Why use a pen holder when you can just print and cut?
- I don't have a printer
- Printers can only print in CMYK. Pens come in glitter, metallic, fluorescent, opaque pastel/milky, UV invisible, colour-changing, etc.
- You can use a pen to test designs and save wear on your blade
- You can hold other tools to emboss, score and engrave
This isn't really a permanent solution, but it's great if you want to see what it's like first, you don't draw often, or have a pen that fits perfectly. What is the best pen?
- Slightly less than 14 mm diameter. Too small and you need more foam to hold it in place. It might move and it's hard to get centred.
- Cylindrical, not tapered body, so it doesn't tend to slide out
- Short, since it's only going to be gripped by the bottom, and it may wobble
- Comes in a variety of colours, so you don't need to make holders for every shape and size
Ok how the holder works is it tightens into a circle about 14 mm in diameter (that's why people use the 14 mm blade holders). So the idea is to pad your pen to slightly above 14 mm. I bought an about A4 sized sheet of foam I wanted to try cutting for 90 cents, and only used a bit, so I called this hack 10 cents. You could use any foam, even the wrapping for the Portrait in this picture:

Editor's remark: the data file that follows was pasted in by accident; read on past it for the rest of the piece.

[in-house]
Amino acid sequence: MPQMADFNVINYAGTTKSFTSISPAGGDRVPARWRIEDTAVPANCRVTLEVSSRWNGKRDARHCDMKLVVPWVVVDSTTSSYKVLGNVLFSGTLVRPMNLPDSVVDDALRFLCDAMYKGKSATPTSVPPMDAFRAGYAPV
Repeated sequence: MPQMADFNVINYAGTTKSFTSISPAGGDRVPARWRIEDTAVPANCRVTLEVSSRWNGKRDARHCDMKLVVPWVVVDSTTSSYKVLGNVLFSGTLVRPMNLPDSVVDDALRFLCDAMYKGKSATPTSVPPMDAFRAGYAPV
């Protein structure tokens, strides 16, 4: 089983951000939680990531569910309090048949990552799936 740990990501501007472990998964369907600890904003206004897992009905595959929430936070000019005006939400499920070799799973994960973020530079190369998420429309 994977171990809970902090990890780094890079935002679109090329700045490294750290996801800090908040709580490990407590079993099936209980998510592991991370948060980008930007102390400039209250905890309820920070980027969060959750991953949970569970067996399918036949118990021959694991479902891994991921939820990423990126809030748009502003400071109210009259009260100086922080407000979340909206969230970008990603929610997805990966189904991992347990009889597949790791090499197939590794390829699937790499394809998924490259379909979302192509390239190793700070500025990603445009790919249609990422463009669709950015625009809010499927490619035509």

- Comes in a variety of line widths, and colours, I think
- About the right size
- The tip doesn't use a ball. (What is this type called? It has a plastic nib, like the Stabilo Fineliner.) This is good because if you've ever tried drawing a line with a ballpen, you'll see gunk builds up on the tip if you keep moving it in the same direction for a long time. This doesn't happen with this type of pen. Also, the tip writes the same in any direction and works pretty well vertically.
Aside: I think I'll buy the Chomas Creations' marker holder since it's made of metal, while the Silhouette one is just plastic.